Milos Zeman Andrej Babis Tomio Okamura


Zeman Active Russian Agent: Gazdik (STAN)

Andrej Babiš, Miloš Zeman, Novichok, Russian Influence, Tomio Okamura

Prague, May 4 (CTK) – President Milos Zeman assists Russian propaganda, Czech right-wing parties’ representatives said today in reaction to Zeman’s statement that the Novichok nerve poison that was used to attack former Russian agent Sergei Skripal in Britain in March, was produced in the Czech Republic last year.


The only politicians to back Zeman are Freedom and Direct Democracy (SPD) chairman Tomio Okamura and Communist (KSCM) chairman Vojtech Filip.


Zeman’s statements are not in the interest of either the Czech Republic or its security, Civic Democrat (ODS) chairman Petr Fiala said.


Mayors and Independents (STAN) chairman Petr Gazdik said Zeman behaves as an active agent of the Kremlin.


“They must be really proud of our president in the Kremlin,” ODS deputy chairman Martin Kupka wrote on social networks, adding that Zeman’s words enable to create various conspiracy theories.


Okamura said on the contrary, the West’s previous lying about Russia as the only country to produce and test similar poisons was wrong.


“If the president [Zeman] challenged this lie, he acted in harmony with his mission as president,” Okamura wrote to CTK.


“We cannot approach the truth by denying it if it is unpleasant for Brussels or Russophobes,” Okamura added.


Filip said Zeman’s statements have calmed down the Czech public, who learnt the truth that Novichok was tested in the Czech Republic but could not be used anywhere because it was liquidated.


“Apart from the Czech public, this will definitely also calm down foreign intelligence services,” Filip added.


Pirate MP Jan Lipavsky said Zeman uses intelligence service reports to pick out information he needs. “The Russian official propaganda distorts it further ad absurdum. I will ask for secret services’ representatives to be invited to a meeting of the lower house foreign committee,” said Lipavsky, who is the committee’s deputy head.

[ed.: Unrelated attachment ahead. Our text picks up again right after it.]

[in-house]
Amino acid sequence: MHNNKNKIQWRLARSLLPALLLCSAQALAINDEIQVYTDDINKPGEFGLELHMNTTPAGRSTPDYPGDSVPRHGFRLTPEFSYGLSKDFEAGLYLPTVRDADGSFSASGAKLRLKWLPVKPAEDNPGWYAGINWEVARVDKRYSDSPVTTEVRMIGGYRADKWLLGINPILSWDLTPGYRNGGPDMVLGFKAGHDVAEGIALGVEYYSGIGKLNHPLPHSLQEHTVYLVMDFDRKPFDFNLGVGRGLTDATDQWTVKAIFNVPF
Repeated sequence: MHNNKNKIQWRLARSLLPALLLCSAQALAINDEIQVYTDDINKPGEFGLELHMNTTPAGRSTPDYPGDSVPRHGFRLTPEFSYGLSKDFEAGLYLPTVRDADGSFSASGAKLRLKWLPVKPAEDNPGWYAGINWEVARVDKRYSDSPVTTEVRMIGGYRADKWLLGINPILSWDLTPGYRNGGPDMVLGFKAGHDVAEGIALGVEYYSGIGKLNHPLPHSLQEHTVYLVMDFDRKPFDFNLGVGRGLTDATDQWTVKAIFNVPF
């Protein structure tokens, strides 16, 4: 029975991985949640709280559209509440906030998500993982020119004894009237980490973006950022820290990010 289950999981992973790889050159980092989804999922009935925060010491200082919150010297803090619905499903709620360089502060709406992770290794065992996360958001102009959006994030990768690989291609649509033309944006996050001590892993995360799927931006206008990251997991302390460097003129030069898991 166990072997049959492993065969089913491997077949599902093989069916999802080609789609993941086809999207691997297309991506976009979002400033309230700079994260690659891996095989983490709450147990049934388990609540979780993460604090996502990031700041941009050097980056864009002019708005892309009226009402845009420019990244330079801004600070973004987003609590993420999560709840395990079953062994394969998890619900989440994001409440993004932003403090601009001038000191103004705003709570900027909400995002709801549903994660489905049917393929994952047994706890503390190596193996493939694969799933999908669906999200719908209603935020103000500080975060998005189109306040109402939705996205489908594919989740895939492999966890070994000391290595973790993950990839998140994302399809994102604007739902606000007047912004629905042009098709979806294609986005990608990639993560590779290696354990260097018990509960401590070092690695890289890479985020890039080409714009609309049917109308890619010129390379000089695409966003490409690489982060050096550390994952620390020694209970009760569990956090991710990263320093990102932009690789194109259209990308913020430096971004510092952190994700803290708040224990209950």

Zeman’s statement on Thursday about a small-scale production of Novichok in Czechia was used by Russian Foreign Ministry spokeswoman Maria Zakharova today as an argument in support of Moscow’s assertion that the British government has been lying in the case of the poison attack on Skripal and his daughter.


Zakharova said, cited by the Russian news agency TASS, that British PM Theresa May’s allegation about Novichok having been produced only in Russia has been refuted by the Czech president, who confirmed that his country did produce this poisonous substance.


Gazdik emphasised Zeman’s words that Czech intelligence services differ on whether Novichok was produced in the country. Zeman, nevertheless, preferred the variant playing into the hands of Russia, Gazdik said.


“In doing so, he denied the statement of the [Czech] foreign minister. After all, the pro-Kremlin Russia Today [TV] noticed Zeman’s statement immediately last night. Is all this just a coincidence? We can view Milos Zeman as an active agent of the Kremlin,” Gazdik said.


TOP 09 deputies’ group chairman Miroslav Kalousek wrote on Twitter that many show interest in Zeman. “Chinese investors use him to secure their links to the Kremlin. Russians use him to do their mendacious propaganda. We have him to bring permanent shame on us,” Kalousek said.


Social Democrat (CSSD) chairman Jan Hamacek told CTK that he considers a key aspect of Zeman’s statement that the Czech-made substance was similar, not identical with the substance with which the Skripals were attacked in Salisbury.


“As a result, the Czech Republic cannot be mentioned as a country from which the applied substance could come,” Hamacek said.


Former foreign minister Lubomir Zaoralek (CSSD) told CTK that the Czech Republic specialises in helping victims of chemical weapons of mass destruction, which is why it must be able to work with such substances.


“If Russia mentioned this competence of ours in connection with the Salisbury attack, it did so within its strategy of stirring information chaos and covering up evidence. We should never assist in this,” Zaoralek said.


Zeman based his statement on the Czech Military Intelligence’s (VZ) report saying that the nerve-paralysing substance A230, which the Military Research Institute in Brno produced for testing purposes last year, is Novichok.


On the contrary, the counter-intelligence service (BIS) came to the conclusion that the substance was not Novichok, Zeman admitted and added that after studying the two secret services’ reports, he shares the view presented by the VZ.


“There is the conclusion that Novichok was produced and tested here, though in a small quantity and then it was destroyed,” Zeman said.


“It is hypocritical to pretend that this was not so,” he added.


The New York Times daily has cited Ahmet Uzumcu, head of the Organisation for the Prohibition of Chemical Weapons (OPCW) as saying that up to 100 grammes of Novichok was used to attack the Skripals, while far lower amounts are produced for research purposes.